Thank you to Litfuse Publicity for my complimentary copy of The Melody of the Soul, which I received for my honest review.

This review is part of a Litfuse Publicity Book Tour

Have you read The Melody of the Soul? Do you plan to read it? Let me know your thoughts.


Publisher: Gilead Publishing

Publication Date: 16 January 2018

Page Count: 320

Read more on:   Liz Tolsma’s Website  Music and the Holocaust

Purchase on:   Amazon   Barnes & Noble   Books-a-million   Christianbook.com

Grounded Hearts, by Jeanne M. Dickson

book coverPublisher’s Overview:

In the midst of World War II, Ireland has declared herself neutral. Troops found on Irish soil must be reported and interned, no matter which side they are fighting for. When midwife Nan O’Neil finds a wounded young Canadian pilot at her door, she knows she’s taking a huge risk by letting him in. Not only is she a widow living alone, but if caught harboring a combatant, she’ll face imprisonment.

Still, something compels Nan to take in “flyboy” Dutch Whitney, an RAF pilot whose bomber has just crashed over County Clare. While she tends to his wounds and gives him a secret place of refuge, the two begin to form a mutual affection—and an unbreakable bond.

But Nan has another secret, one that has racked her with guilt since her husband’s death and made her question ever loving again. As Nan and Dutch plan his escape, can he help restore her faith?


First Thoughts:

I’m unfamiliar with Ireland’s role in World War 2, so I’m hoping for a novel that’s informative as well as entertaining.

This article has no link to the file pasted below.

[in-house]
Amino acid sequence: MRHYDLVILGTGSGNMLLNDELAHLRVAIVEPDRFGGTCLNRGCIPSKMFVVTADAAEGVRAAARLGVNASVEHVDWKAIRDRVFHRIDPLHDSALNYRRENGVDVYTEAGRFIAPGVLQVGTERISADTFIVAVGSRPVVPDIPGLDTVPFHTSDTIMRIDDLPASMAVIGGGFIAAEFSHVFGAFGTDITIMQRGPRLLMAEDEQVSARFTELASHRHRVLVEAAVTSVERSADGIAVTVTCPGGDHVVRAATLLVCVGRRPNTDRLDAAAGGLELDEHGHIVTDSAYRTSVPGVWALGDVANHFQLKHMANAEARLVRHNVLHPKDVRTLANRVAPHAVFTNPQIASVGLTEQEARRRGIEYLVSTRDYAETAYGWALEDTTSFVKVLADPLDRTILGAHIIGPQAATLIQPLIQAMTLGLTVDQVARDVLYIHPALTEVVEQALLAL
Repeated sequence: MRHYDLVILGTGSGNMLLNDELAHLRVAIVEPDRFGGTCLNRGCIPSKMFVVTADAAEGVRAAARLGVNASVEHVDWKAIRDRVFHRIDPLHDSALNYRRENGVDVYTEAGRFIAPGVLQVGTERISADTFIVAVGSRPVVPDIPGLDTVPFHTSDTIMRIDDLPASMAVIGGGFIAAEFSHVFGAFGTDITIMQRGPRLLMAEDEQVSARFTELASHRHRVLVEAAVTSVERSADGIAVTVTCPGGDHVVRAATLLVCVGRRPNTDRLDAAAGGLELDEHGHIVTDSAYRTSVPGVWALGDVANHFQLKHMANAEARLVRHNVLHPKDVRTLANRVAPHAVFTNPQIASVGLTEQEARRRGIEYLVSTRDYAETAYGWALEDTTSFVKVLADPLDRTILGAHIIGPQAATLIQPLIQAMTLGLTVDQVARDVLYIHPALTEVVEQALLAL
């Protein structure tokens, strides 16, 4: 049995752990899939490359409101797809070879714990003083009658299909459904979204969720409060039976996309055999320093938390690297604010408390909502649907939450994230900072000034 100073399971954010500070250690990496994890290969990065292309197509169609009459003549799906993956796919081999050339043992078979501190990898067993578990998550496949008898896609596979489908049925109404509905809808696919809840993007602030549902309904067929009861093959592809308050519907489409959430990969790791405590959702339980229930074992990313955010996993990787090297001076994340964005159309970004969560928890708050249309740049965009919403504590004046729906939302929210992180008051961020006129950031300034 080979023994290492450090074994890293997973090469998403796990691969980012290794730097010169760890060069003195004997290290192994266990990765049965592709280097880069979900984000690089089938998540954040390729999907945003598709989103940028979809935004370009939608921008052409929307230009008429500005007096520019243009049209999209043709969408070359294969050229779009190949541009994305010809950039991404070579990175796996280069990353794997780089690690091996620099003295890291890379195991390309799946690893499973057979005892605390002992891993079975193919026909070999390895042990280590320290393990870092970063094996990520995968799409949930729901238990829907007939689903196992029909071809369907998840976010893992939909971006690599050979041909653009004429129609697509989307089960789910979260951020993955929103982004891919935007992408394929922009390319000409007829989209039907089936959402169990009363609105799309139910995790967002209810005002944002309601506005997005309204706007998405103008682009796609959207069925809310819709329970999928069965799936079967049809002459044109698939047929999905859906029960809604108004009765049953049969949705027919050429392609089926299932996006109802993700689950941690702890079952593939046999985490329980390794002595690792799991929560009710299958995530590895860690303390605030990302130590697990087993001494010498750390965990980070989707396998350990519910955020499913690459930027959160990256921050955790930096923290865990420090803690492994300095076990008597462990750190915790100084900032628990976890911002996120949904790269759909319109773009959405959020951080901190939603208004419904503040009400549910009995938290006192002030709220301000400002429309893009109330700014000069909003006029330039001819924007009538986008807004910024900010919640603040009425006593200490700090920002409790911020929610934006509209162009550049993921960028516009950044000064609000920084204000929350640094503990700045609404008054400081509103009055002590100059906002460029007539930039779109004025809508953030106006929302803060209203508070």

My Take:

When Dutch Whitney parachutes into an Irish bog, he has two thoughts on his mind: the fate of his crew, and getting back to the fight. But County Clare is a long way from safety, and he’s injured. He’s fortunate to stop at the isolated cottage of a nurse and midwife who can tend to his wounds and who has a car he can “borrow” – if he can get it running.

Grounded Hearts Jeanne M. DicksonI have mixed feelings about Grounded Hearts. I felt the plot plodded for the first two-thirds and I didn’t feel the rising tension I expected. I was waiting for Dutch to be discovered, but nothing in my emotions screamed “Danger!” I did grow increasingly annoyed with each appearance of the lecherous – and ambitious – army reserve officer investigating Whitney’s whereabouts. I couldn’t connect with Nan: her Catholic beliefs left her feeling guilty for much of what she did, while my opinion of her republican background was colored by my own experiences of growing up in England during a time of IRA bombs.

One aspect I did make note of was how Nan and Dutch changed. Nan was a lonely woman who eventually found herself surrounded by friends eager to help her. Dutch saw how his military actions could impact innocent civilians just trying to get on with their lives. While helping her ‘flyboy’ escape north, Nan was able to escape from her recent, tragic, past. The title might be Grounded Hearts, but these were two hearts that took flight.

Thank you to Litfuse Publicity and Waterfall Press for my complimentary copy of Grounded Hearts, which I received in exchange for my honest review.

This review is part of a Litfuse Publicity Book Tour

Have you read Grounded Hearts? Do you plan to read it? Let me know your thoughts.


Publisher: Waterfall Press (an imprint of Amazon Publishing)

Publication Date: 13 June 2017

Page Count: 348

Read more on:   Jeanne M. Dickson Website

Purchase on:   Amazon   Barnes & Noble   Books-a-million   Christianbook.com